To measure the scope of this problem globally, Microsoft commissioned YouGov for a new 2021 survey across 16 countries. Results from the 2021 survey reveal that, globally, fewer consumers have been exposed to tech support scams as compared to the 2018 survey. However, those people who continued with the interaction were more likely to have lost money to the scammers than we saw in our previous survey. To read the highlights of the survey, visit Microsoft on the Issues.

Next week, Ebrahim Raisi, a hardliner who is ideologically and personally close to Iran's 82 year-old supreme leader Ayatollah Ali Khamenei, will be inaugurated as Iran's president. This power transition comes as the country experiences a fresh wave of protests that started in Iran's southwest over water shortages earlier this month and has since spilled over into dozens of provinces.

Some close observers of Iranian society and politics say that popular discontent there is now more widespread than it has been in years, making the Iranian regime more vulnerable than ever.

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Was the world so focused on climate change that warning signs about the COVID-19 pandemic were missed? Historian and author Niall Ferguson argues that, while the climate crisis poses a long-term threat to humanity, other potential catastrophes are much more dangerous in the near future. "We took our eye off that ball," Ferguson says about COVID, "despite numerous warnings, because global climate change has become the issue that Greta Thunberg said, would bring the end of the world. But the point I'm making in DOOM [his new book] is that we can end the world and a lot of other ways, much faster." Ferguson spoke with Ian Bremmer in an interview for GZERO World.

Watch the episode: Predictable disaster and the surprising history of shocks

Tunisia, the only country that emerged a democracy from the Arab Spring, is now in the middle of its worst political crisis since it got rid of former autocrat Zine El Abidine Ben Ali over a decade ago.

On Sunday, the 64th anniversary of the country's independence from France, President Kais Saied responded to widespread protests over the ailing economy and COVID by firing embattled Prime Minister Hichem Mechichi and suspending parliament for 30 days. Troops have surrounded the legislature, where rival crowds faced off on Monday, with one side chanting in support of the move and the other denouncing it as a coup.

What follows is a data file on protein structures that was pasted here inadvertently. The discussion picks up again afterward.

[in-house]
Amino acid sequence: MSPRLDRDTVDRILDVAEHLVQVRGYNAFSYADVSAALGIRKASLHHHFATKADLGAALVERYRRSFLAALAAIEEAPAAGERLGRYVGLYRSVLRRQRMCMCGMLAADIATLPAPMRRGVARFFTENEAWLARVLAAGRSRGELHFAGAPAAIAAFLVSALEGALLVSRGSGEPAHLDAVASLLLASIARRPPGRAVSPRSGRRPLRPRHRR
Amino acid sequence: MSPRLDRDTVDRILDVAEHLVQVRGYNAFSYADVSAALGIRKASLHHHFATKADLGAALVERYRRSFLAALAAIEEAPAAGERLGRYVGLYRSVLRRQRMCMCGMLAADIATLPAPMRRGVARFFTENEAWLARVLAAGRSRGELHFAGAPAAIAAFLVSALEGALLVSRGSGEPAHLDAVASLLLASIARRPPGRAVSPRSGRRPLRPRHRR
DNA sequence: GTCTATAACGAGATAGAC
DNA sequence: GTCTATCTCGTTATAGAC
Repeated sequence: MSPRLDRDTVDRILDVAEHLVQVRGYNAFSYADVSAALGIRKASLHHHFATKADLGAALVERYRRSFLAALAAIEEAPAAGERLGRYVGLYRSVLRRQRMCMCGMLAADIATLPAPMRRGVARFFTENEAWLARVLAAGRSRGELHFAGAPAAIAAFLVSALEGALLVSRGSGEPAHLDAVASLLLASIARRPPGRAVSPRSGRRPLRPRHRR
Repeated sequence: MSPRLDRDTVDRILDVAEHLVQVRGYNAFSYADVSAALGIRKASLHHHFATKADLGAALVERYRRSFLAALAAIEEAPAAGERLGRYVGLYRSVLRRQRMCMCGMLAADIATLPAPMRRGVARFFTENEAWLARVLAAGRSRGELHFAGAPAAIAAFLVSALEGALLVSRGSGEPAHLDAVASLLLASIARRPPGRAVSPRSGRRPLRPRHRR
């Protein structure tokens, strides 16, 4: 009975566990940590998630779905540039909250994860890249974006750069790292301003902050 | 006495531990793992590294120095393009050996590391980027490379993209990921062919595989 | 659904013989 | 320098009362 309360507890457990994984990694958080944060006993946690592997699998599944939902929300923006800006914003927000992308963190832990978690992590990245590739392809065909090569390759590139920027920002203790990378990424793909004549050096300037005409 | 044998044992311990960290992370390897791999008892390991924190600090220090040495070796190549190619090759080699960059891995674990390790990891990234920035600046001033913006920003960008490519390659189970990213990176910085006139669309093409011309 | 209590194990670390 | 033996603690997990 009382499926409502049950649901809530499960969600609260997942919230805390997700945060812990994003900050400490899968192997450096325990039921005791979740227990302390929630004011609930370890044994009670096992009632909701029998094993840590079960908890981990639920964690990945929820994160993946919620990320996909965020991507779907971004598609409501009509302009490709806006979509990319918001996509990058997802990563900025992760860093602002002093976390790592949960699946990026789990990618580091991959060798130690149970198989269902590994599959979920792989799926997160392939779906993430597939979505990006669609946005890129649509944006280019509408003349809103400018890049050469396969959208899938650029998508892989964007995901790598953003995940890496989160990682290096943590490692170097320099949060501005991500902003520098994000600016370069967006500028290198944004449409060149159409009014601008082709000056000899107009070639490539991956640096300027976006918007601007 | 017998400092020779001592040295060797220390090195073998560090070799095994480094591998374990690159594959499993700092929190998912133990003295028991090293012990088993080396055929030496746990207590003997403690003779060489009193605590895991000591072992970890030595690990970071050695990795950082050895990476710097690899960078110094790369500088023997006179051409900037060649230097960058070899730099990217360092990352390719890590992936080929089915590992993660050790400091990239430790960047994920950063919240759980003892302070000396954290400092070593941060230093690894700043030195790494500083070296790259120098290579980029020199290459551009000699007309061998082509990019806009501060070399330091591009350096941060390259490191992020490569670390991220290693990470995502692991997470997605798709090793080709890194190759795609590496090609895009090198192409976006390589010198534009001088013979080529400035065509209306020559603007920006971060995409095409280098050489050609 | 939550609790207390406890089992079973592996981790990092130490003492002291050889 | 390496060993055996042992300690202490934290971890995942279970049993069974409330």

How did we get here, do we even know who's really in charge, and what might come next?

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Ian Bremmer shares his perspective on global politics this week:

As COVID-19 cases rise, are vaccine mandates coming?

Oh, you just want to get me in more trouble. Yeah, some mandates are coming, but they're not national mandates in the United States. In some cases, you're looking at federal and state employees, in some cases you're looking at lots of individual corporations, universities, and such. I mean I've already been to a number of events where vaccines have been mandated in New York. You've got this Excelsior Pass if you want to go to the Brooklyn Nets games, as I certainly do. You show it off and that gets you in with your vaccine. So I think it's really going to be a decentralized process. But clearly, given Delta variant and the number of people that are getting sick and dying because they're not vaccinated, you're going to see moves towards more mandates, as a consequence.

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13: The two Koreas have restored their communication hotline almost 13 months after Pyongyang abruptly cut it in response to Seoul not doing enough to prevent North Korean defectors from sending propaganda leaflets across the shared border. The hotline was established in 2018 following a historic meeting between North Korean Supreme Leader Kim Jong Un and South Korean President Moon Jae-in.

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Now that the Tokyo Olympics are finally underway, your Signal crew will be bringing you some intriguing, uplifting, and quirky facts about the Games that have many people on edge.

Today — what's the smallest country (by population) to win a gold medal in a summer Olympics?